Top five comparison criteria for bank loans
1. Credit card, secured or unsecured loan
For small, short-term loans, you can simply use your credit card. Unsecured loans are an option if you need a few thousand pounds. You can get better deals when it comes to interest rates if you are able and willing to secure the loan against your property, and you will also be able to borrow a larger sum. With both types of loans you will have to make monthly repayments. With an unsecured loan, late repayments will damage your credit rating, which will make it more difficult to take out loans, insurance or even a phone contract in the future. The stakes are a lot higher if you’ve got a secured loan, as missing out on payments could put your home at risk.
One of the most important topic when it comes to comparing loans is the total amount repayable (TAR). The amount of interest you will have to pay over the course of the loan can vary incredibly, even if the advertised percentages all appear quite similar. You should also find out whether the interest rate is fixed or variable. Most personal loans offer fixed rates, which is convenient because you’ll know from the start how much you will have to pay back in the future.
3. Monthly repayments and late fees
Low monthly repayments may sound attractive, but they are only possible if you take out a loan for a longer period, which will inevitably increase your TAR. Try to get your monthly repayments as high as you can afford – but no higher! If you can’t meet your monthly repayments, you will damage your credit rating. It’s also worth looking into what late fees different money lenders charge, just in case.
4. Early repayment opportunities
Believe it or not, lenders are allowed to charge up to two months' interest as a penalty when borrowers repay their debts early. So much for gratitude! If there is even the slightest possibility that you will repay your loan early, it’s important to look for a loan that won't penalize you for doing so. Seven out of ten people with a personal loan actually wish to speed up the repayment process at some point. That’s why it’s important to check whether you can make lump sum overpayments without being punished or losing benefits such as a cash back offer.
5. Cash back offers
If you’re absolutely confident that will be making all your monthly payments exactly on time for the agreed period, then it’s worth looking at cash back loans. By sticking to the original agreement, you can get a large percentage of your interest back by the time your loan comes you and end. But think twice before jumping at cash back offers: if you’re late with one of your repayments or pay off your debt early, you will lose the special benefits of this loan and might not have the best deal at all. Another catch to watch out for is that you will only be offered your cash back if you also buy Payment Protection Insurance (PPI).
Unsecured loans mean the loan is not secured on any asset you already own, such as a house, car or other assets and so is a riskier prospect for the lender. Therefore, they usually come with higher interest rates than their secured counterparts, are less flexible and levy high redemption penalties. Most “personal” loans are unsecured.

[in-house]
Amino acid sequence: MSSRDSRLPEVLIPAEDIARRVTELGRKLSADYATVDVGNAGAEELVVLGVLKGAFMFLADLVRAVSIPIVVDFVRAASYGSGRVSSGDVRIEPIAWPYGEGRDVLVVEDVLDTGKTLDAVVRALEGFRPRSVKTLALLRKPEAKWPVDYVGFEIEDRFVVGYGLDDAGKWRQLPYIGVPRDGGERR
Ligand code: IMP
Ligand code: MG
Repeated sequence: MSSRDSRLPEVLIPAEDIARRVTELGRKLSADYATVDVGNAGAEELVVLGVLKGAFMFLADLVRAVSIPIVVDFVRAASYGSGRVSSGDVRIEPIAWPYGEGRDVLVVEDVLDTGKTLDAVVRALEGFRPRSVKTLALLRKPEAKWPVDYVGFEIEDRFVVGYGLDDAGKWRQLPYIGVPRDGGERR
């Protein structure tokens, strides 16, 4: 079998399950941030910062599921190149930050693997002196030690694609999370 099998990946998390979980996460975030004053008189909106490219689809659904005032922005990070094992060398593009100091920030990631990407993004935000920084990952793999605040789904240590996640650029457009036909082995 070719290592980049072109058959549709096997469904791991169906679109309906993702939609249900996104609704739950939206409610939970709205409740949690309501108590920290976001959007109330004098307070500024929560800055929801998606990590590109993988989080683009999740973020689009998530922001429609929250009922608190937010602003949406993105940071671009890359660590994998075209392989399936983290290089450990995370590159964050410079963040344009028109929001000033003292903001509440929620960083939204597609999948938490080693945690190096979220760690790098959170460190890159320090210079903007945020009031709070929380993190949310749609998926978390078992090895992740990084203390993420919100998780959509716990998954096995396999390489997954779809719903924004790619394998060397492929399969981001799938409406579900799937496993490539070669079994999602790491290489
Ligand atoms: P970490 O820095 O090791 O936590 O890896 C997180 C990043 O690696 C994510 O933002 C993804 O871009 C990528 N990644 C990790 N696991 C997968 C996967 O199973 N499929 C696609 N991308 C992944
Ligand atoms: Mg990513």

As the name suggests, secured loans require security, or “collateral”, usually in the form of property, a motor vehicle, or another valuable item, as a guarantee for the loan. This effectively reduces the level of risk to which a lender is exposed, as the lender has a claim against your home, or other effects, if you default. Secured loans are often available at competitive interest rates. Types of secured loans include mortgages, logbook loans and some types of hire purchase where the loan is secured on the goods you’re buying and these are repossessed if you default.
Payment protection insurance is designed to cover you should you fall ill, have an accident or lose your job and can’t make repayments on loans or credit cards. However, research by consumer watchdogs found the cover to be overpriced, filled with exclusions (policies exclude self-employment, contract employees and pre-existing medical conditions) and were often mis-sold because the exclusions were never fully explained. In May 2011, the High Court ruled banks had knowingly mis-sold PPI and ordered them to compensate around two million consumers.
Used by the holder to buy goods and services, credit cards also have a monthly or annual spending limit, which may be raised or lowered depending on the creditworthiness of the cardholder. But unlike charge cards, borrowers aren’t forced to pay the balance off in full every month and, as long as they make a stated minimum payment, can carry a balance from one month to the next, generating compound interest. As the issuing company is effectively giving you a short-term loan, most credit cards have variable and relatively high interest rates. Allowing the interest to compound for too long may result in dire financial straits.